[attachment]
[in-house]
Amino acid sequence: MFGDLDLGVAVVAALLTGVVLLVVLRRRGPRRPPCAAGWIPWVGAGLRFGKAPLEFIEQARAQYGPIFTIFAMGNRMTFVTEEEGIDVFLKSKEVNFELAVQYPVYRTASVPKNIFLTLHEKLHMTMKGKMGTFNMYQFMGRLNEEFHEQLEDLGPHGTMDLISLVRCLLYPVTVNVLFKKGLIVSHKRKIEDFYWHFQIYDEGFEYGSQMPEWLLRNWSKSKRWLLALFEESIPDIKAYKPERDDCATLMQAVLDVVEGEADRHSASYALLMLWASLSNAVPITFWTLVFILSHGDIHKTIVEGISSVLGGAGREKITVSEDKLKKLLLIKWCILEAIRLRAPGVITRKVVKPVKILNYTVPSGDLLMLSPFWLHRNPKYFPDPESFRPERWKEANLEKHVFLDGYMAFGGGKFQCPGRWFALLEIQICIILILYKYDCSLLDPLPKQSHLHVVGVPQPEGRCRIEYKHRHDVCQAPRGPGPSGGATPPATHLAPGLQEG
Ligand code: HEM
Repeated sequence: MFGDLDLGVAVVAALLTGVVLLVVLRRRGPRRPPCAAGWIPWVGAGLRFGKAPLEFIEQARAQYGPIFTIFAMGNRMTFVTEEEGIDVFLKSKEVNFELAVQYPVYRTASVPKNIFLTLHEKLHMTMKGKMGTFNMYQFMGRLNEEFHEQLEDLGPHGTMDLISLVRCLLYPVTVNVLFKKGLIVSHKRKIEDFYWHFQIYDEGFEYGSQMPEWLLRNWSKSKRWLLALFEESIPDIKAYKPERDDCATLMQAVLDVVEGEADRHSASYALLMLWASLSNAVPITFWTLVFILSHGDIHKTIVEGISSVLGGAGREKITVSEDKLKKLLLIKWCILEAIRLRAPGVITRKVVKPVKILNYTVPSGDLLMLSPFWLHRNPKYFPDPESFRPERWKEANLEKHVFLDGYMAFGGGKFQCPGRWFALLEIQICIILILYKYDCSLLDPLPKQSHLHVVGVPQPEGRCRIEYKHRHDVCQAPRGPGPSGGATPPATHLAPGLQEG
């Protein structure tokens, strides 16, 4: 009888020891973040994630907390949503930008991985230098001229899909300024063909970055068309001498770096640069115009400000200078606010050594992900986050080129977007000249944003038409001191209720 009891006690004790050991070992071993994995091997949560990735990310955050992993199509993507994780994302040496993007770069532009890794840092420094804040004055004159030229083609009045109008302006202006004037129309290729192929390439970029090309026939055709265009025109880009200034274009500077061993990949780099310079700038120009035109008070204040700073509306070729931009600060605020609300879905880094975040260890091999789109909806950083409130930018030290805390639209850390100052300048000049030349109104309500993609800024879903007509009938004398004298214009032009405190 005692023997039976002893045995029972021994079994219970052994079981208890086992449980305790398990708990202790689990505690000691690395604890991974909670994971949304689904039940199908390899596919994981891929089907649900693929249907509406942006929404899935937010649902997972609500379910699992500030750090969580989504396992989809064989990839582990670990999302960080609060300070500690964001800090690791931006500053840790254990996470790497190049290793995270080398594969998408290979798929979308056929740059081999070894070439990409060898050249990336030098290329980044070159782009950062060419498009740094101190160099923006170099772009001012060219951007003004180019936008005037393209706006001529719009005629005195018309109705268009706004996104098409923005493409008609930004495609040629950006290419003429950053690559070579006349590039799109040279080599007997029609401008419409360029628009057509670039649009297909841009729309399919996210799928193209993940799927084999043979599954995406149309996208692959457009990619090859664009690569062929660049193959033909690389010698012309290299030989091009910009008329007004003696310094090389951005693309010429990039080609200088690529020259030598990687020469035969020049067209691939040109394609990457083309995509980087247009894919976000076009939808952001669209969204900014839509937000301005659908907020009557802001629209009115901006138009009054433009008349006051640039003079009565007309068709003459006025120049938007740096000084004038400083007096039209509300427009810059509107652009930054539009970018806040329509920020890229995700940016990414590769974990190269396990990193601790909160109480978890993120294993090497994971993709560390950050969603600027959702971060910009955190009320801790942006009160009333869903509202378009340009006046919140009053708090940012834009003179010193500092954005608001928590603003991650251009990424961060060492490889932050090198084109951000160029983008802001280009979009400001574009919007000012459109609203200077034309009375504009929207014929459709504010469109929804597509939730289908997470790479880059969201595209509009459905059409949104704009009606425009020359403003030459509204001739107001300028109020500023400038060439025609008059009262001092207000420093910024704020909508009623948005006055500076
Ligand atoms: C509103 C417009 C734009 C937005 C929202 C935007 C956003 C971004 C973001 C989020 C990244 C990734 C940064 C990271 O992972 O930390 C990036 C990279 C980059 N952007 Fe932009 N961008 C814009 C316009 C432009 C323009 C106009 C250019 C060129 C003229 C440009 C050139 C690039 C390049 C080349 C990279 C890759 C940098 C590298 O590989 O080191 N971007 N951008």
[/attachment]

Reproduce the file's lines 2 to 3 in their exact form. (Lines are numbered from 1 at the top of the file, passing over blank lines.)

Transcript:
Amino acid sequence: MFGDLDLGVAVVAALLTGVVLLVVLRRRGPRRPPCAAGWIPWVGAGLRFGKAPLEFIEQARAQYGPIFTIFAMGNRMTFVTEEEGIDVFLKSKEVNFELAVQYPVYRTASVPKNIFLTLHEKLHMTMKGKMGTFNMYQFMGRLNEEFHEQLEDLGPHGTMDLISLVRCLLYPVTVNVLFKKGLIVSHKRKIEDFYWHFQIYDEGFEYGSQMPEWLLRNWSKSKRWLLALFEESIPDIKAYKPERDDCATLMQAVLDVVEGEADRHSASYALLMLWASLSNAVPITFWTLVFILSHGDIHKTIVEGISSVLGGAGREKITVSEDKLKKLLLIKWCILEAIRLRAPGVITRKVVKPVKILNYTVPSGDLLMLSPFWLHRNPKYFPDPESFRPERWKEANLEKHVFLDGYMAFGGGKFQCPGRWFALLEIQICIILILYKYDCSLLDPLPKQSHLHVVGVPQPEGRCRIEYKHRHDVCQAPRGPGPSGGATPPATHLAPGLQEG
Ligand code: HEM